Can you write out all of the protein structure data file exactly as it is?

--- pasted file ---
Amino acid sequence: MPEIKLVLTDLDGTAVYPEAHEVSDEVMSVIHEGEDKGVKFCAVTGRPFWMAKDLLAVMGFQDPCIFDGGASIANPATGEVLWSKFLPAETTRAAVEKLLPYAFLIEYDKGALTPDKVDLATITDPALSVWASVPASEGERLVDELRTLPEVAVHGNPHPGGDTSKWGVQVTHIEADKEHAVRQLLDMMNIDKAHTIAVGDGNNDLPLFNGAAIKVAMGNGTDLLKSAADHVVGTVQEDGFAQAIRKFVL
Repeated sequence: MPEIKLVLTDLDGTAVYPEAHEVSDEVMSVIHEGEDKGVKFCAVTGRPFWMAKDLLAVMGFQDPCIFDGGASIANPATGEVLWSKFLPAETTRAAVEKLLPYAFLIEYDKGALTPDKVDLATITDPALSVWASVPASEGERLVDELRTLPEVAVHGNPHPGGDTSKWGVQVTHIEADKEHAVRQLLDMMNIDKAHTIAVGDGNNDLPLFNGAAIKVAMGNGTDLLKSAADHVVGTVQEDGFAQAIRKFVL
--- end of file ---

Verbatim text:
Amino acid sequence: MPEIKLVLTDLDGTAVYPEAHEVSDEVMSVIHEGEDKGVKFCAVTGRPFWMAKDLLAVMGFQDPCIFDGGASIANPATGEVLWSKFLPAETTRAAVEKLLPYAFLIEYDKGALTPDKVDLATITDPALSVWASVPASEGERLVDELRTLPEVAVHGNPHPGGDTSKWGVQVTHIEADKEHAVRQLLDMMNIDKAHTIAVGDGNNDLPLFNGAAIKVAMGNGTDLLKSAADHVVGTVQEDGFAQAIRKFVL
Repeated sequence: MPEIKLVLTDLDGTAVYPEAHEVSDEVMSVIHEGEDKGVKFCAVTGRPFWMAKDLLAVMGFQDPCIFDGGASIANPATGEVLWSKFLPAETTRAAVEKLLPYAFLIEYDKGALTPDKVDLATITDPALSVWASVPASEGERLVDELRTLPEVAVHGNPHPGGDTSKWGVQVTHIEADKEHAVRQLLDMMNIDKAHTIAVGDGNNDLPLFNGAAIKVAMGNGTDLLKSAADHVVGTVQEDGFAQAIRKFVL